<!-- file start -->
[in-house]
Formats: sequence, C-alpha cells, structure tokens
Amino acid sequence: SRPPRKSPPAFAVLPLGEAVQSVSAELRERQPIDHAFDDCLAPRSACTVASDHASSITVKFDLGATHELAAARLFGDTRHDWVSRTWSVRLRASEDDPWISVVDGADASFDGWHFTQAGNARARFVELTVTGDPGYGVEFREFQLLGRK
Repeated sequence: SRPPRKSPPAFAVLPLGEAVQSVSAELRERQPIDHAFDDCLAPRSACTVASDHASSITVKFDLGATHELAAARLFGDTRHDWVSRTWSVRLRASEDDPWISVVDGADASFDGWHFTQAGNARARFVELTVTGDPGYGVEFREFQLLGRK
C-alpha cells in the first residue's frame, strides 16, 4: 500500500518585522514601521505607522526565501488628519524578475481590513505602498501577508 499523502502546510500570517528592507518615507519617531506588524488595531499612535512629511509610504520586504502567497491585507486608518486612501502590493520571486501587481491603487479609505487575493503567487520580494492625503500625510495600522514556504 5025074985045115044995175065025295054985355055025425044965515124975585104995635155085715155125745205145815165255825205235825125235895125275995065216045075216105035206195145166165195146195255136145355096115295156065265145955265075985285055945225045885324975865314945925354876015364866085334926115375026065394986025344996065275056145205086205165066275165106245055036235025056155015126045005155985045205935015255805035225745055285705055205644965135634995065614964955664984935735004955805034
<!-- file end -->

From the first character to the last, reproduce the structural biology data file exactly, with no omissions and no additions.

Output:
[in-house]
Formats: sequence, C-alpha cells, structure tokens
Amino acid sequence: SRPPRKSPPAFAVLPLGEAVQSVSAELRERQPIDHAFDDCLAPRSACTVASDHASSITVKFDLGATHELAAARLFGDTRHDWVSRTWSVRLRASEDDPWISVVDGADASFDGWHFTQAGNARARFVELTVTGDPGYGVEFREFQLLGRK
Repeated sequence: SRPPRKSPPAFAVLPLGEAVQSVSAELRERQPIDHAFDDCLAPRSACTVASDHASSITVKFDLGATHELAAARLFGDTRHDWVSRTWSVRLRASEDDPWISVVDGADASFDGWHFTQAGNARARFVELTVTGDPGYGVEFREFQLLGRK
C-alpha cells in the first residue's frame, strides 16, 4: 500500500518585522514601521505607522526565501488628519524578475481590513505602498501577508 499523502502546510500570517528592507518615507519617531506588524488595531499612535512629511509610504520586504502567497491585507486608518486612501502590493520571486501587481491603487479609505487575493503567487520580494492625503500625510495600522514556504 5025074985045115044995175065025295054985355055025425044965515124975585104995635155085715155125745205145815165255825205235825125235895125275995065216045075216105035206195145166165195146195255136145355096115295156065265145955265075985285055945225045885324975865314945925354876015364866085334926115375026065394986025344996065275056145205086205165066275165106245055036235025056155015126045005155985045205935015255805035225745055285705055205644965135634995065614964955664984935735004955805034